In today's technology-driven society, Americans typically rely on GPS devices to get from point A to point B. That takes thinking out of navigating, which can actually be doing more harm than good in the long run.
It's not the way most people navigate these days. Dennis Pavelock first learned to read maps back when he was in the U.S. military. Even in today's world, it’s still his preferred method of navigating.
“It’s old school today because I know GPS is the future, but old-school maps still work just as well,” he said. Pavelock was studying the map to visit a park he hasn’t been to in over 10 years.
What You Need To Know
- Relying on a GPS device to get around may increase your chances of cognitive decline, according to a new study by researchers at McMaster University in Canada
- Dennis Pavelock thrives on the physical challenge of using his brain to get around, including real maps and asking people for directions
- Dr. Fabio Danisi, a neurologist, doesn't believe in ditching GPS altogether, but he does recommend combining physical activity with navigation skills to maintain brain plasticity or keeping your brain circuits active
- Researchers say there are easy ways to incorporate more navigation into your daily life such as taking a different route for your run, walk or bike ride. And when you’re driving, find a different way to get to work or another familiar location without GPS
You won’t find a GPS mount in his car and the map, no need to pull it out again.
“I got a photographic memory,” Pavelock said. “And I got a memory like an elephant, as they say, so how about that one?”
Pavelock, a community advocate who’s in his late 50s, often goes to unfamiliar places, sometimes without a map to guide him.
“I’m used to calling someone up on the phone, 'Give me directions on how to get to ya,' and I find people just as good as that,” he said.
A new study by researchers at McMaster University in Canada found that using a real physical map to navigate may help lower your chances of cognitive decline and symptoms associated with Alzheimer’s disease. And having strong orientation skills can improve brain health.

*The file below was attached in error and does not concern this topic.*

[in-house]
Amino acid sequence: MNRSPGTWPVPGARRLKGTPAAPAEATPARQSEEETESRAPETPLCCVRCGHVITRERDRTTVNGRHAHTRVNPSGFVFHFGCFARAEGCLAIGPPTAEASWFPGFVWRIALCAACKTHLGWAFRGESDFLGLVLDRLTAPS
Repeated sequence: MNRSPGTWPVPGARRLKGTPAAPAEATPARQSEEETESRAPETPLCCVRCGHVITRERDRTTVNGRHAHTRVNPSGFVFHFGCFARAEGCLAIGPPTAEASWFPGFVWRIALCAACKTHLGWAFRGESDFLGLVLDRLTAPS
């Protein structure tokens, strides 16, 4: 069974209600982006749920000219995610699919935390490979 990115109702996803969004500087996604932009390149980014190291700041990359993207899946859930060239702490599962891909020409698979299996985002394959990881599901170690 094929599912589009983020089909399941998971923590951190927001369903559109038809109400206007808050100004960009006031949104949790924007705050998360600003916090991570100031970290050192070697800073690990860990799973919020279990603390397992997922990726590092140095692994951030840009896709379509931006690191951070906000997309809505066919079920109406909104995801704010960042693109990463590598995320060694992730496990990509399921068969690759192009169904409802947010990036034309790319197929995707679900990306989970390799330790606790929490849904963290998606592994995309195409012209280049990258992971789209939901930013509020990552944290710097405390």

Pavelock thrives on the physical challenge of using his brain to get around, and he says it’s paying off.
“Today I can remember things 33 and 35 years ago,” he said.
Combining physical activity with navigation skills, according to some neurologists, is a great way to maintain brain plasticity, or keeping your brain circuits active.
“It’s exercise. Plus, having to think of where you’re going, that really boosts spatial memory,” said Dr. Fabio Danisi, associate director of neurology at MidHudson Regional Hospital of Westchester Medical Center. “Because we all know that, for example, exercise is good for other forms of memory. So my advice is travel, go to a place that you’ve not been to before, read about it and study the map and then try to get a little lost also.”
Pavelock is an advocate for people ditching their GPS altogether. Danisi favors turning off the GPS, to avoid losing cognitive skills.
“I don’t think using GPS is a bad thing,” Danisi said. “I think what is bad is that we rely only on these kinds of technology, which have their role, but we have to also use our brain and use it in interesting and creative ways.”
Pavelock says he wants to use his brain to make it work for him.
“If we can get away from that GPS, the techy stuff, and go back to the maps and increase our brain activity, we’ll be way ahead of the game,” he said.
Researchers say there are easy ways to incorporate more navigation into your daily life such as taking a different route for your run, walk or bike ride. And when you’re driving, find a different way to get to work or another familiar location without GPS.